Idaho individualists argue their way to common ground
Buhl, Idaho — `BETTER jaw, jaw than war, war.'' Winston Churchill said it. Bill Chisholm and Herb Deuel have, in their fashion, proved it. For some 10 years Bill and Herb, neighbors in this small, southern Idaho community, yelled taunts and arguments at each other across the road that separates their homes.
Only recently have the two representatives of political extremes in Idaho's Hagerman Valley discovered that they have more points of agreement than their mutual prejudices and hot rhetoric allowed them to admit.
Mr. Chisholm, a bare-chested, pony-tailed, bead-and-earring-adorned peace and environmental activist, is the stereotypical polar opposite of Mr. Deuel, a grizzled, work-clothes-clad member of the John Birch Society.
But the two have found common ground beyond the fact that they both take their livings from geothermal springs. Both seem to think smaller is better, that the best government is close to home where it is most accountable, and that it is best to deal with the owner of a small business rather than a hired manager of a large chain.
They share a belief that monopolistic capitalism is as evil and godless a force in the world as monopolistic communism.
They are both afraid of one-world government and one-world religion.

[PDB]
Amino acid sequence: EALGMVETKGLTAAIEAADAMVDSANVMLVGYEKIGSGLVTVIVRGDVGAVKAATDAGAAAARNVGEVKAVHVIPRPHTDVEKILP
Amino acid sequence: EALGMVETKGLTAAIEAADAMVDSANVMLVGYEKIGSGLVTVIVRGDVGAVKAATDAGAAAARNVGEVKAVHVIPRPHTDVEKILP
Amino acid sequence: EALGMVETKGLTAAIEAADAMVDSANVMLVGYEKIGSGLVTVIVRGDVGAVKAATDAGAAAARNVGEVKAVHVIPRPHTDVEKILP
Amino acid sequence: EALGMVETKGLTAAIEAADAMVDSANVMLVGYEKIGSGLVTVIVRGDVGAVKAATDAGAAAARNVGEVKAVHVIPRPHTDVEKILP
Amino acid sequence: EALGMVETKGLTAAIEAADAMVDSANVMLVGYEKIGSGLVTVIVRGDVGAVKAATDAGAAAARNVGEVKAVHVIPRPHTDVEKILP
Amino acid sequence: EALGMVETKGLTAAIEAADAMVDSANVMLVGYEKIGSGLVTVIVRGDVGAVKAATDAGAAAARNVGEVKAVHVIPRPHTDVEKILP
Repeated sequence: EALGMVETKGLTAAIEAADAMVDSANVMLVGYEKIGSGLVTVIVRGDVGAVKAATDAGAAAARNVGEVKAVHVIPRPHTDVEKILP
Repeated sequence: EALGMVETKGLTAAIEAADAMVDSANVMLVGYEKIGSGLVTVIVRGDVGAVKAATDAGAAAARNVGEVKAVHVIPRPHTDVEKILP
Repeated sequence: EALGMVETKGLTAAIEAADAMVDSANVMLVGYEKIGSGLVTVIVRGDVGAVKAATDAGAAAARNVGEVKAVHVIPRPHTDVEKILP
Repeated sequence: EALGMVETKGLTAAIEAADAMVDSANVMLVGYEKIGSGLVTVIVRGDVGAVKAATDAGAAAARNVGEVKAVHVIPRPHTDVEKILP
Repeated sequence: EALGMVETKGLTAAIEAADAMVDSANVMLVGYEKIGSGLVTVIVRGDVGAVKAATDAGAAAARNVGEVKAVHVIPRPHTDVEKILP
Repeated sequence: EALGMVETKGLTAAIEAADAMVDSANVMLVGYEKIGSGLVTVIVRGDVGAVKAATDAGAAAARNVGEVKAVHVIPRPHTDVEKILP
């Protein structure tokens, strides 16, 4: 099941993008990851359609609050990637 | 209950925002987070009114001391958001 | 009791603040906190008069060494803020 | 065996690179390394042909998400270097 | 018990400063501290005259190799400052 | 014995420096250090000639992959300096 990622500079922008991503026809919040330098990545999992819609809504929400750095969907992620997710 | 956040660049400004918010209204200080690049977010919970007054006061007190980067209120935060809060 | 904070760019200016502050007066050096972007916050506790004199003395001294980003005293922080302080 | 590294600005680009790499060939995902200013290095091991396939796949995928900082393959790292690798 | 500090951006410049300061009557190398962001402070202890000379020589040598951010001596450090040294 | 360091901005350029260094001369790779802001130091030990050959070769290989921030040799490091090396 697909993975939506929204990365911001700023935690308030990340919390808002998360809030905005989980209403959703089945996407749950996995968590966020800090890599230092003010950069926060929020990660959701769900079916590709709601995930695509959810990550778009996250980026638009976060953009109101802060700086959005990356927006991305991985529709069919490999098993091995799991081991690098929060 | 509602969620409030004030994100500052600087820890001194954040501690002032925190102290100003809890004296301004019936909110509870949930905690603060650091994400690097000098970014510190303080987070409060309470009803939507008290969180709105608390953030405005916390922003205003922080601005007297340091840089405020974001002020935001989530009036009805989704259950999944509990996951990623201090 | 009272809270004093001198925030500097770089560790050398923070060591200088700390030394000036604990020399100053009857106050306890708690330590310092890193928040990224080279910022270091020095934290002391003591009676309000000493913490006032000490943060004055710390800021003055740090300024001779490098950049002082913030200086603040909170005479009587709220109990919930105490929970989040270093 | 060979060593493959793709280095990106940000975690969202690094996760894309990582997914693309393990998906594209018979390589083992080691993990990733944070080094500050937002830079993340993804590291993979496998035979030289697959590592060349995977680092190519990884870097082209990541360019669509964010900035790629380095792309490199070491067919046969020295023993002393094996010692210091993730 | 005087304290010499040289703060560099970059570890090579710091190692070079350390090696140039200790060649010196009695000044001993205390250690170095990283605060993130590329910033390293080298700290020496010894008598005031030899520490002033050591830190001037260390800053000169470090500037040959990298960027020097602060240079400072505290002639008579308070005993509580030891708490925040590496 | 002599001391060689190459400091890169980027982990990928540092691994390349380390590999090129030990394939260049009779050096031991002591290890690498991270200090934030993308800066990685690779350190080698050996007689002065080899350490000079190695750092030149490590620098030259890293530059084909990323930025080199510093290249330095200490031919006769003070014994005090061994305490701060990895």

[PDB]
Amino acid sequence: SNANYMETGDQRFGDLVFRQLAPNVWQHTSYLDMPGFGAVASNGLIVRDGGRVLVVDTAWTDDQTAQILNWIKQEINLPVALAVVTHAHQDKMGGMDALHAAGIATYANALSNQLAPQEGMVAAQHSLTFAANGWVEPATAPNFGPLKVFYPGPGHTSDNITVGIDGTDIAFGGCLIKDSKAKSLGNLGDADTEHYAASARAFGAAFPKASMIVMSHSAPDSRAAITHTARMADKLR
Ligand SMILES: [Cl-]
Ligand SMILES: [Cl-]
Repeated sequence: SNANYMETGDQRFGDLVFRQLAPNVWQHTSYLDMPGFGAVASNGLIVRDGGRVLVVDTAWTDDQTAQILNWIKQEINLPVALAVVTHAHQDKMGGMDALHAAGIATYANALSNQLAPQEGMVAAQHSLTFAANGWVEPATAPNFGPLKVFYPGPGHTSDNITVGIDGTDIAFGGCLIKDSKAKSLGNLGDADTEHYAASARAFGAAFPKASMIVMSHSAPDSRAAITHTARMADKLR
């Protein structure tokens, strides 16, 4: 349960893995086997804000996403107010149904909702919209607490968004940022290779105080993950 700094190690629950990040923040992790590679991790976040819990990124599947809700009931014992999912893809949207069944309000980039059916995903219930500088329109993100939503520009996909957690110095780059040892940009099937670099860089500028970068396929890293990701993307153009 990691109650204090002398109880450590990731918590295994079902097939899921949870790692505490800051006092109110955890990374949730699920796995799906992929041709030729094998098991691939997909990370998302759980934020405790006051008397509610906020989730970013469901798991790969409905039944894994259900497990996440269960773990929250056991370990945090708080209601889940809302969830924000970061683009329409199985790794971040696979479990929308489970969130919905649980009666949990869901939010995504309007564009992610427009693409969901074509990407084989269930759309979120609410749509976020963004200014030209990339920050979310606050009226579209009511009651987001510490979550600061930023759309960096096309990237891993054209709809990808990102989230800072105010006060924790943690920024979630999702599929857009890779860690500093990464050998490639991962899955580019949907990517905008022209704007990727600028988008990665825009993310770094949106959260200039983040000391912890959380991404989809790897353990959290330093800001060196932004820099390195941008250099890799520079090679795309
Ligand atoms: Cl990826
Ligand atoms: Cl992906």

Mostly, they both say that individuals ought to look after themselves and one another as much as possible and with as little interference as possible from governments beyond the closest town.
``If the media mind-set of left and right had worked, Herb and I would never have talked,'' Chisholm said recently. ``On the specifics of our ideology, we still have differences. But the principles as they are shaking out are amazingly close.''
``We have discussions and we have enjoyable get-togethers,'' is the way Deuel describes it. To begin with, he explains, they had to learn to hear each other.
Chisholm calls it ``semantics.'' Deuel says they spend a lot of time defining words and phrases so they are more sure each understands what the other is saying.
It took time to move from calling each other ``Nazi'' and ``Commie'' and to stop taking seriously the multidecibelic histrionics (in more common terms, fist-shaking and epithet-hurling) that each is prone to. But when they did, they identified common ``enemies.''